Read ‘Photography’ (Chapter 2) in Howells, R. (2011) Visual Culture on the oca- student website. Note down your own response to Howells’ arguments.
Howells & Negreiros’ (HN) Visual Culture dedicates a chapter to photography. It provides a survey of photographic technical developments and examples of works that influence the photography as art debate, and explores the broad uses and subject matter of photography. The purpose of the survey is to offer context to the key debate, ‘photography representation and style: is it just about the subject matter?’. Or, if photography is only about subject matter and not an artistic interpretation, how can photography be considered art.
HN explore the for and against arguments at length, citing a number of commentators, including Roger Scruton (against) and Nigel Warburton (for). The central test they seek to answer is whether a photograph can represent a ‘aesthetically significant intention’, through a photographer’s decision. While they do not express their own position, they give the last word to Nigel Warburton. He proposes that ‘it is only in a series of photographs that a photographerʼs choices can be made clearʼ – a photographerʼs work must be contextualised in a series for ‘stylistic features and intentions to emergeʼ and demonstrate photographyʼs status as ‘a medium which has the capacity to embody important and aesthetically relevant intentions’.
Throughout HN’s discussion we are faced with degrees of choice and intention. While a painter may have the possibility of many artistic choices, it is argued that a photographer has fewer, particularly when a camera is highly automated; so it is more difficult to uncover aesthetic intentions, exercised through choice. Who then is to judge when intention is significant? Is the careful framing of a scene and choice of moment using a fully automatic iPhone camera a significant intention; or must a camera be used where there is control over technical choices? Megan Halpern and Lee Humpreys explore iPhoneography as an emergent art in a journal article . They conclude, ‘Iphoneography represents an example of an emerging art world currently in the process of legitimation by distinguishing the process, artifacts, and actors from mass consumers of iPhones and photo apps.’ Their article explores how artists are not just concerned with the moment of capture, but also with remediation post-capture. This is not new in photography.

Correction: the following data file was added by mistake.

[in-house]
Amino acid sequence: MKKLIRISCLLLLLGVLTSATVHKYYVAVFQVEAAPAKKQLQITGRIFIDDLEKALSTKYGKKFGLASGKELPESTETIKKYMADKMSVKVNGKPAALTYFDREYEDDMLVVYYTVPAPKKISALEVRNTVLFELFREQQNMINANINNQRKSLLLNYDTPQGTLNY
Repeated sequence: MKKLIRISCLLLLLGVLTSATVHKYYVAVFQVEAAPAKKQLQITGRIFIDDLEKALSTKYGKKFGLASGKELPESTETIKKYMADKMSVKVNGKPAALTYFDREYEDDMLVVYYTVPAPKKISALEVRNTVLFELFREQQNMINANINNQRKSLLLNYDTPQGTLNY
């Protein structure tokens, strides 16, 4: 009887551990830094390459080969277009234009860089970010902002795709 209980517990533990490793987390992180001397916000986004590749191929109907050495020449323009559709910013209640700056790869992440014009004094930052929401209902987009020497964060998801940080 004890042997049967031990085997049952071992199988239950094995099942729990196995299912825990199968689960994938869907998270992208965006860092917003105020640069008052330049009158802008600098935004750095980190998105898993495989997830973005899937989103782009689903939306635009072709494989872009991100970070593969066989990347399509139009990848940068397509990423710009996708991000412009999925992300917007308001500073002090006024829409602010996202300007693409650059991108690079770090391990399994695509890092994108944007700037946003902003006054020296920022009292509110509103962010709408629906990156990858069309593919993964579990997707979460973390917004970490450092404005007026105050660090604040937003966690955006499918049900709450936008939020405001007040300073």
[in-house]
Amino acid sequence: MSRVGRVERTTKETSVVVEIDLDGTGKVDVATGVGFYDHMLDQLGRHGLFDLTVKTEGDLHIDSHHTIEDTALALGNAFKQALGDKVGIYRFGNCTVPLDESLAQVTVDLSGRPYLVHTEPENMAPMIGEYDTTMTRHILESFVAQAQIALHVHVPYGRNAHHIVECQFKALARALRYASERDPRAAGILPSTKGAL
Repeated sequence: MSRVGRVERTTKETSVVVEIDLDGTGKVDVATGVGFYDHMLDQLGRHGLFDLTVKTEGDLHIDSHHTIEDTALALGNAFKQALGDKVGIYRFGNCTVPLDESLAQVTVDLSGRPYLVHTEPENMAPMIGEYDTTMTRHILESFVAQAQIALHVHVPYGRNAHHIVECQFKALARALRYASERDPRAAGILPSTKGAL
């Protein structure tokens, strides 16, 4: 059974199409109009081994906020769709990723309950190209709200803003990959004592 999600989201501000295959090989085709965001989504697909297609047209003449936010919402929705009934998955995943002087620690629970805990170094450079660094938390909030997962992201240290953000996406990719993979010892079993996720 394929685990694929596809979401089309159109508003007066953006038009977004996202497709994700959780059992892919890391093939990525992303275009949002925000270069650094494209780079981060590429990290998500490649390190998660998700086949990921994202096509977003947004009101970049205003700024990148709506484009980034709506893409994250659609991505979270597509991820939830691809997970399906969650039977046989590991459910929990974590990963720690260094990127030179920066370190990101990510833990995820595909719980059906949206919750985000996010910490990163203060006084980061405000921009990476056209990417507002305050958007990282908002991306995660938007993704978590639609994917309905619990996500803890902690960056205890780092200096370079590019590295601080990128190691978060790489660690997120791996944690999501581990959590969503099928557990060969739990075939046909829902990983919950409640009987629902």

If the camera is considered to be a tool, in the same way a paintbrush can be, then it can either be used to paint the wall of a garden shed without artistic intent, or to paint a mural with artistic intent. The art is not dependent on the tool its but the use of the tool; it can either be used for utility (recording subjects) or for art (representing a vision of how an artist sees). Therefore, I share HN’s perspective that it is about intention. But who judges that intention is more problematic – particularly when a photographer may not consider their own work to be art, but photography; while the institutions of art declare that same work to be art and exhibit it as such. Who decides?